When parents have started to realise that their little one’s speech, language or fluency development is falling behind average age expectations, they often ask – what next? Should I just wait? Will they grow out of it? Will they just catch up? Am I overreacting?

Research indicates that early intervention is one way to minimise the impacts of speech and language difficulties long term. The power of early intervention lays in the fact that the paediatric brain is most ‘plastic’ (meaning: flexible or capable of change) during the first three years of life. It has also been demonstrated that therapy is likely to be more effective when administered in the early years.

We also know that speech, language, play, and cognition are all inter-related and are skills which build upon each other over time. In this way, children develop their communication abilities in a step-wise, hierarchical manner. It is unlikely that a child will suddenly start having conversations at 3 years of age, if they have not consolidated their ability to use single words, word combinations and early phrases. In clinical practice, speech pathologists provide intervention to children as young as 16 – 18 months of age. When we also consider that children are expected to have a well developed oral language system before starting prep at age 4.5-5 years, we begin to see how critical their early years are for preparing for ongoing success.

Common questions we’ve found being asked online

How early can my child start speech therapy?

Early intervention can never be too early! Your child should be reaching speech, language and hearing milestones before 18 months of age. If you do have concerns before 18 months, call Speech Clinic or your local speech pathologist to voice your concerns and to learn more about early interventions. We routinely collect data and monitor children before undertaking therapy.

Does my child need speech therapy?

Trust your gut! Research indicates that maternal concern is a strong indicator for childhood speech and language difficulties. Trust in your own judgement and right to seek out health-related information. Reach out to a Speech Pathologist where they can complete an assessment with your child.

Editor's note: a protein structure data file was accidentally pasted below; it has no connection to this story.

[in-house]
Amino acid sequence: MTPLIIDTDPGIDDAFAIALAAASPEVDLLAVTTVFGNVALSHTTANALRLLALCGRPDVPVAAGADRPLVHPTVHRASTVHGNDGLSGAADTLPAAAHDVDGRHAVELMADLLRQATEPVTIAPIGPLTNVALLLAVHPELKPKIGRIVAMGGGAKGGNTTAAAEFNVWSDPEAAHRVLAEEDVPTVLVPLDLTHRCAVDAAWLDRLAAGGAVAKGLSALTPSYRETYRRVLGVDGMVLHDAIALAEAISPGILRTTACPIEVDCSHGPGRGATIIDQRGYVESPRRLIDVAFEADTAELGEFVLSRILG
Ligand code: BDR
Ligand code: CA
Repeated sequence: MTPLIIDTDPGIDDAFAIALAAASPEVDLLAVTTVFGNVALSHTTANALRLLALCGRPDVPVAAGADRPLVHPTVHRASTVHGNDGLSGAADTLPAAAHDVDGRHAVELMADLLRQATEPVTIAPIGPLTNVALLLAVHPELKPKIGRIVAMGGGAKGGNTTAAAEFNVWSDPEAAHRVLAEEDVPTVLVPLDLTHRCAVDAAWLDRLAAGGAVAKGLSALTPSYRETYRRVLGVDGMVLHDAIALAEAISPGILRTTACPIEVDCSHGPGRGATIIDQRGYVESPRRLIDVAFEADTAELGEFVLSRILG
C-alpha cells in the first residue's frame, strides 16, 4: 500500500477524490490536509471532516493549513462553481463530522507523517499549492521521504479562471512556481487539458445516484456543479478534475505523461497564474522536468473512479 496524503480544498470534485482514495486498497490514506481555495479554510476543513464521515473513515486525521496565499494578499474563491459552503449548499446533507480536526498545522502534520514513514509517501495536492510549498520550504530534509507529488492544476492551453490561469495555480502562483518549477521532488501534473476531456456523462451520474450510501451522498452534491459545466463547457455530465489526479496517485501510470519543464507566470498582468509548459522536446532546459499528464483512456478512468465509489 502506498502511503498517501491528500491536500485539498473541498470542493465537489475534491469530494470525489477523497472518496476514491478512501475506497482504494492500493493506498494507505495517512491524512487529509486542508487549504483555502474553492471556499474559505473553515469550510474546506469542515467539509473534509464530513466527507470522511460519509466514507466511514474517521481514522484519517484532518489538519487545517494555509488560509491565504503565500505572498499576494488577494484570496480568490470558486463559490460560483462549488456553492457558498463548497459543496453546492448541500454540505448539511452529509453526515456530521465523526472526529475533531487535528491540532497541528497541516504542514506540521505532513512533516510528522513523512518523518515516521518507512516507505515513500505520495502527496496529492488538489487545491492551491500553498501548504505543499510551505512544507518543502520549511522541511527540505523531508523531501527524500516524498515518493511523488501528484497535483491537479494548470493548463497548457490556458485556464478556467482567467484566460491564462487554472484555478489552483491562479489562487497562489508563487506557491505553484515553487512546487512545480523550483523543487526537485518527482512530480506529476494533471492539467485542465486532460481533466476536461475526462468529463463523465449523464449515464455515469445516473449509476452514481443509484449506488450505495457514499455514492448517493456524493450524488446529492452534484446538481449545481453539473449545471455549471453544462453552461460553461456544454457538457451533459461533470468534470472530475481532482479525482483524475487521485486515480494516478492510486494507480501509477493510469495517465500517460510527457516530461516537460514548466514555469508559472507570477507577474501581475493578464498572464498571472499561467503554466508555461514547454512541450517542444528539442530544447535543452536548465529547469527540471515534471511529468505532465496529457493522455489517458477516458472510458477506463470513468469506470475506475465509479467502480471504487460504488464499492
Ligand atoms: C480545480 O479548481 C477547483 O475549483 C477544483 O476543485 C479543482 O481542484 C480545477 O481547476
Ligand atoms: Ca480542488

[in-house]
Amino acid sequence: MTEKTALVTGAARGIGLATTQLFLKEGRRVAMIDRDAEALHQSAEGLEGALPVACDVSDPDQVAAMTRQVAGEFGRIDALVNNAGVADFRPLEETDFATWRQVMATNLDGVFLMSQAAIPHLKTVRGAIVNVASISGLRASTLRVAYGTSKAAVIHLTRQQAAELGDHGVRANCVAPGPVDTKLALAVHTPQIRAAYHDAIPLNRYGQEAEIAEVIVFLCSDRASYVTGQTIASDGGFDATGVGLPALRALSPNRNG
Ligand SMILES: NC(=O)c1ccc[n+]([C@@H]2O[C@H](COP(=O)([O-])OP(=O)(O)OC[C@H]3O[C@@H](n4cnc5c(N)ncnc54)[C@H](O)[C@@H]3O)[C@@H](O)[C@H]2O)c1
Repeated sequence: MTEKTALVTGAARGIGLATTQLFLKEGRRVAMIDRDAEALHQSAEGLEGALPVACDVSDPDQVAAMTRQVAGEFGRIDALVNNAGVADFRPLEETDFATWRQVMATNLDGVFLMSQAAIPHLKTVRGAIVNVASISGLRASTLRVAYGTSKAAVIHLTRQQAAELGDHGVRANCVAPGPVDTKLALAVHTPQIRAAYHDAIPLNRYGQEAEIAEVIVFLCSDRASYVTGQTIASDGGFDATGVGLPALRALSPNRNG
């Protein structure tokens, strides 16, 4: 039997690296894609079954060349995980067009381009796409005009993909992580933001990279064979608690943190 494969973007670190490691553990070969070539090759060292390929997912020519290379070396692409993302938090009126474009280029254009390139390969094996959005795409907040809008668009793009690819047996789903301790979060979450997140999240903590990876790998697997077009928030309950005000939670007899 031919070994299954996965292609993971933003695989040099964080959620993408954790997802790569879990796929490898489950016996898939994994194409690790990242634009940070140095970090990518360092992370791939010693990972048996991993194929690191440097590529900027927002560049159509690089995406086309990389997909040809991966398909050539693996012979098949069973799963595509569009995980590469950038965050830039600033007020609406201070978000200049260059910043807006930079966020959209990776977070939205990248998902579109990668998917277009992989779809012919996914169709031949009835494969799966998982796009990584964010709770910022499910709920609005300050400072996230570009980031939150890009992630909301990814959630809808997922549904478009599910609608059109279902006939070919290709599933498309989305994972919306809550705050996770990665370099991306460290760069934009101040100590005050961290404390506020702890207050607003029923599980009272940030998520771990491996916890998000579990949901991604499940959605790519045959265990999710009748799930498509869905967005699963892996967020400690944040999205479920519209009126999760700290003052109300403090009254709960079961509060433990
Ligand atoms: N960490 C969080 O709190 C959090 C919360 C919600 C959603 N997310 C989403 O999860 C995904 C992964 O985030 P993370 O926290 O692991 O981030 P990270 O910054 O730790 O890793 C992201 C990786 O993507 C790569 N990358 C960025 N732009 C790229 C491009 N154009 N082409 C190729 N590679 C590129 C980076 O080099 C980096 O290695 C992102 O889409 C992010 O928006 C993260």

Does my child need speech therapy age 7?

When parents have started to realise that their little one’s speech, language or fluency development is falling behind average age expectations, they often ask – what next? If your child is 7 and you are realising this, we advise you to reach out to your local speech pathologist and seek out an assessment. This will determine whether your child does or does not need speech therapy.

Should I just wait and see?

Remember that speech and language abilities build upon themselves. Early developmental milestones need to be consolidated to allow for ongoing growth. The old mantra of “let’s just wait and see” may potentially cause your child more harm in the long run.

When do speech pathologists start working with children?

In clinical practice, speech pathologists provide intervention to children as young as 16 – 18 months of age. When we also consider that children are expected to have a well developed oral language system before starting prep at age 4.5-5 years, we begin to see how critical their early years are for preparing for ongoing success.

Will my child’s speech catch up?

We know that speech, language, play, and cognition are all inter-related and are skills which build upon each other over time. In this way, children develop their communication abilities in a step-wise, hierarchical manner. It is unlikely that a child will suddenly start having conversations at 3 years of age, if they have not consolidated their ability to use single words, word combinations and early phrases.

How do I know if my child needs speech therapy?

The best way to know if your child needs speech therapy is to have an assessment completed. Your local Speech Pathologist can complete an assessment with your child. This assessment will provide information specific to your child and whether any intervention is required.

What is the best age to start speech therapy?

Earliest is always best. There is a strong evidence-base for early intervention. Research indicates that early intervention is one way to minimise the impacts of speech and language difficulties long term. The power of early intervention lays in the fact that the paediatric brain is most ‘plastic’ (meaning: flexible or capable of change) during the first three years of life.

Lauren Crumlish

Lauren Crumlish

Our blog series has been consciously created to answer the questions that we commonly receive from parents, teachers, and doctors. We also hope to bring awareness to the range and extent of communication challenges that children and teenagers may face in their home, school, and social environments. We hope that our blog series may also highlight the role and importance of paediatric speech pathology.